You and I, Dear Readers, make it from payday to payday by matching income to outlay. Some of us do it better than others, of course, but most of us understand at some level that we can't spend more than we have (yes, we know credit cards are bad, but they're so good for instant gratification that we just can't let them go). Why should corporations be different? Why should we accept (or governments allow) the use of accounting principles that can obfuscate the picture of the health of a corporation, a bank, or whatever?

I know that there are vast armies of MBAs, PhD economists, CPAs, and corporate lawyers out there who would read this and shake their heads at how dumb and simplistic I am for asking silly questions like these. I see things in terms of Occam's Razor. I think things ought to be fair and equal across the board...sauce for the goose, sauce for the gander and all that.

Until we accept that there ought to be a simple set of accounting principles based on income, outgo, and the fair evaluation of assets, we'll never dig our way out of the economic crater the financial wizards have dug.

And I'll stick to manipulating my checkbook on the basis of my generally accepted accounting principles: addition, subtraction (mostly subtraction), multiplication, and division. At least I understand those.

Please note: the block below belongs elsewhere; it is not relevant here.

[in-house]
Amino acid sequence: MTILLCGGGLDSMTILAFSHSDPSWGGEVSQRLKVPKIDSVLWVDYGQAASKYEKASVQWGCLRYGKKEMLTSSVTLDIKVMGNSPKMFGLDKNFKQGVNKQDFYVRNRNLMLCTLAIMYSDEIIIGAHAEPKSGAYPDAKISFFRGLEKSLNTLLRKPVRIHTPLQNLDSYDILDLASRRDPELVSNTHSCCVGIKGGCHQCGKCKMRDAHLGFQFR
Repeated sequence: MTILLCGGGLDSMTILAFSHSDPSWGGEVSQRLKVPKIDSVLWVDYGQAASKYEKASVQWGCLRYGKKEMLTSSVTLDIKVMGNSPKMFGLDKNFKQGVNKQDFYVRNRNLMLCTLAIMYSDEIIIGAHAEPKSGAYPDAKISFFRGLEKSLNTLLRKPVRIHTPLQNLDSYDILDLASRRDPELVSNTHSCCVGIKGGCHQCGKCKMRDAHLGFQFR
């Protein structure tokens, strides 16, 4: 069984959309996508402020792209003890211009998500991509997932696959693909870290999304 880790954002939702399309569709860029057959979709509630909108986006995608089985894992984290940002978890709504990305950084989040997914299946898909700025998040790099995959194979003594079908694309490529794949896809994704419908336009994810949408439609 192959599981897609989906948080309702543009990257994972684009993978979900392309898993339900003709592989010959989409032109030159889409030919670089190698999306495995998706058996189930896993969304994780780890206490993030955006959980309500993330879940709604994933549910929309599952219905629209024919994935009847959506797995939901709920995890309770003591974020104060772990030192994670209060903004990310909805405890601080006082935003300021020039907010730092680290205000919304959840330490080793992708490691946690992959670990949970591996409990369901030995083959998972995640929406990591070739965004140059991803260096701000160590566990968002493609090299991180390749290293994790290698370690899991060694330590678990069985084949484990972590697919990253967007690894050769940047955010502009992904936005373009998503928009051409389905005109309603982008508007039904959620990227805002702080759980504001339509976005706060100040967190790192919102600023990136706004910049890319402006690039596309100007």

Have a good day. More thoughts tomorrow.



Amanda said...

I don't use a checkbook but I did use an ordinary notepad to note down each and every one of my expenses each week during my time in Australia. Its the most effective way I know of to curb spending, especially when I'm usually short by some amount each week.

I scrolled down through your post and have to tell you that your tree was magnificent. My family does not have a 'tree tradition'.... best we've done is a tiny 2ft one I bought and decorated with origami foldings. And Leya has grown into such a pretty little girl!

Malaise Inc said...

As an MBA, let me state that when you get right down to it, corporations live and die by the simple addition and subtraction that you are familiar with. Certainly, the accounting may be complex, but when all is said and done, their income has to exceed their outgo or they will eventually cease to exist. Enron and Bernie Madoff are examples of the eventual triumph of elementary school mathematics over complex accounting.

The Mistress of the Dark said...

I almost majored in Accounting and those principals still make no sense to me.

KKTSews said...